Friday, December 28, 2012

Winter's Tale

Winter's Tale is an epic, exuberant work.  Epic in length, but also in theme (the recreation of the world), in characters (a huge cast, all of them feeling larger-than-life), and in time (the novel spans a century).

Helprin's writing feels exuberant.  There's beautiful writing on ever page:
He moved like a dancer, which is not surprising: a horse is a beautiful animal, but it is perhaps most remarkable because it moves as if it always hears music.
or
His teeth were like the signposts that appear in the remoter camps of expeditionary armies to point the way to the world's brighter and more congenial locations. They thrust in all directions 
He throws out cool ideas with reckless abandon -- a flying horse, a bridge-builder whose workers are the souls of the dead, a consumptive woman whose fever burns so hot she has to sleep in the snow, and on and on.  His minor characters would be major characters in a smaller book.

Of course, the book has its flaws.  His characters are a bit flat (although I think that suits the epic scale, so maybe not a huge flaw).  It can feel a bit disjointed at times -- major characters get dropped for hundreds of pages.  But I'd forgive a lot in a book this amazing, and this one has relatively little to forgive.

First Lord's Fury

The last of the Codex Alera, First Lord's Fury is a lot like the others.  By this point, one just accepts that Tavi is super-human, that nobody we care about will die (I'm not quite done with the book, but I feel safe making that assumption), and so on.

I think that it's good that Butcher finished the series here -- I certainly would've stopped reading, even if he hadn't.  For all their flaws, I think the "Dresden" novels are more interesting than the last 3 "Alera" books.  I guess my problem isn't any one thing that Tavi does; it's that he's a brilliant tactician, inventor, diplomat, and, in the last two books, incredibly powerful to book; Tavi's role should ideally be split among three people, each of whom could also be wrong sometimes.  I think Tavi only ends up being wrong on a significant scale once in the whole series.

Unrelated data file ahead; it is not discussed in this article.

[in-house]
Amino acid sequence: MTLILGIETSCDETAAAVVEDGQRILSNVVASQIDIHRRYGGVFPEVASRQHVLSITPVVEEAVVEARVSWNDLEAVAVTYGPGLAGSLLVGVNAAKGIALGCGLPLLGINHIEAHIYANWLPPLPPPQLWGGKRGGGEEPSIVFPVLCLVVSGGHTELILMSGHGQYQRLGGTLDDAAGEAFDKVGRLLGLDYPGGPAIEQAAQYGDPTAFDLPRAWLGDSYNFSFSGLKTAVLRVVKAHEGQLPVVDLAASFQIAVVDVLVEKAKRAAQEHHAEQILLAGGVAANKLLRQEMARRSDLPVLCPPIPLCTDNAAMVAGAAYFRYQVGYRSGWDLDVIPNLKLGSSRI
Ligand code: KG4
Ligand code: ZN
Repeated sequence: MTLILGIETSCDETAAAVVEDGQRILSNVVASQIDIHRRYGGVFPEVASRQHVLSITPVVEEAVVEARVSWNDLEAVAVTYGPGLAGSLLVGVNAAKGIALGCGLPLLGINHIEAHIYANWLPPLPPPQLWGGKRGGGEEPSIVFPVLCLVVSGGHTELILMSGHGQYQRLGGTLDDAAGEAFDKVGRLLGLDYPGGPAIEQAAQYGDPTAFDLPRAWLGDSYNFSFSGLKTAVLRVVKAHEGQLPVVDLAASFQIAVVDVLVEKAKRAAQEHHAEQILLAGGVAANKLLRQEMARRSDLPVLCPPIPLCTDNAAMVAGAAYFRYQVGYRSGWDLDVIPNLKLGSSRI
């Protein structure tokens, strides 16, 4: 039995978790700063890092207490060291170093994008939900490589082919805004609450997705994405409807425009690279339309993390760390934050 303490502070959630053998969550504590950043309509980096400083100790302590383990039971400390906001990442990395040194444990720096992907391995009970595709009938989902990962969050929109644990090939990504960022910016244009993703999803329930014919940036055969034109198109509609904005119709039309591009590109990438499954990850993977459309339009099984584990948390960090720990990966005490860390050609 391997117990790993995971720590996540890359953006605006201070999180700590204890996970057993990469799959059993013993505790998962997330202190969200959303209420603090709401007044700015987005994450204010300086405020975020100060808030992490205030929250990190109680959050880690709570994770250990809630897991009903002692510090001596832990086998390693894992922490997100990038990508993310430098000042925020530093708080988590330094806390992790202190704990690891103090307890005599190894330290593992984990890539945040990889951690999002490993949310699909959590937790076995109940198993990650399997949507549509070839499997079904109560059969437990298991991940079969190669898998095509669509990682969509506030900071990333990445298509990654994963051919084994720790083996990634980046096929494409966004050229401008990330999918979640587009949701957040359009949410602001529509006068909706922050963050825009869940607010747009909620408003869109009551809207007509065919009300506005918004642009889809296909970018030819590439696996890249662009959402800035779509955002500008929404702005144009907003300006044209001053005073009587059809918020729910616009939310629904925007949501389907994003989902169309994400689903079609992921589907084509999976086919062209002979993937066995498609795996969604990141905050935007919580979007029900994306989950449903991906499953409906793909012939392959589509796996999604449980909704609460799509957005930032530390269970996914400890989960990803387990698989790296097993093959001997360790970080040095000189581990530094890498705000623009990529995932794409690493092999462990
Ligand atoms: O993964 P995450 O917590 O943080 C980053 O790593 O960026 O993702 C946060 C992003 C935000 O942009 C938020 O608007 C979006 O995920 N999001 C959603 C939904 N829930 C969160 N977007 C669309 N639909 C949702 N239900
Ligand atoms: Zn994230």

I'm labeling this one disappointing not because I hated it, but because I was hoping that Butcher would somehow surprise me in the final installment.  Instead, it's pretty competent, average work.

The Folded World

The Folded World is the second part of Catherynne Valente's Dirge for Prester John; I briefly touched on the first one here.

She says there will be a third, although I think that if there is never a third volume, the story will still feel complete.  As I said about the first one, Valente's usual beautiful prose is evident on every page.  There is also an attempt at satire in places, which I felt mostly fell flat.  Valente pulls the old trick of having an outsider comment on the absurdities within society; in this case, her mythological beings who can't tell the difference between, say, prayers and magic spells, or the difference between Islam and Christianity.

The problem is, she's mostly satirizing a medieval kind of Christianity which no longer exists, and, even if we widen the target to include all intolerant religions, she's satirizing beliefs which her readers probably don't hold.  The result feels a bit stale; satire is more biting when it picks on the vices we actually possess, as Thackeray does in Vanity Fair.

But, that aside, I really enjoyed the structural inventiveness of the novel.  Valente interweaves stories that are completely out of order, and her frame story about a monk trying to copy a decaying manuscript allows her to even do things like claim parts of the stories are illegible.  It's also got an emotional kick at the end, something that I think Valente's novels have lacked in the past.

Thursday, December 20, 2012

Vanity Fair

Vanity Fair is a sprawling monstrosity of a book.  It clocks in at something around 750 pages, has a large cast of characters, and goes from London to the countryside and all the way to Waterloo.  In that space, Thackeray takes consistent aim at the various sins and hypocrisies of his society, which admittedly haven't changed so much between his time and ours.

Nobody is spared, and the novel's subtitle "A novel without a hero" is borne out.  I've seen arguments that Dobbin, the good guy of the novel, is actually the hero, but I don't think so.  Dobbin is mostly ineffectual, and is also largely absent for a lot of the novel.  Amelia is sometimes called a "heroine", but, then again, so is Becky, so I don't think we can take that appellation at face value.  Dobbin and Amelia, although good, are too ineffectual to do all the good they can; in the end, it takes Becky's scheming and willingness to blacken George Osborne's character to resolve Amelia's remaining issues with Dobbin.

For the record, this was my second attempt at Vanity Fair; I had tried reading it about 8 years ago, and got stalled out in the long section on how to live on nothing a year.  In these few chapters Thackeray does his best to show us how the Becky Sharps of this world are not merely lovable rogues who don't do any actual harm, but instead how their unpaid bills and defaults drive a lot of the little people into bankruptcy.  It feels to me more angry than the rest of the book, in which Thackeray mostly adopts a sort of amused contempt, as if to say, "Yes, this Vanity Fair of ours is a sordid place, and there's nothing we can do about it."  I found it a difficult read this time as well, and came close to stopping again.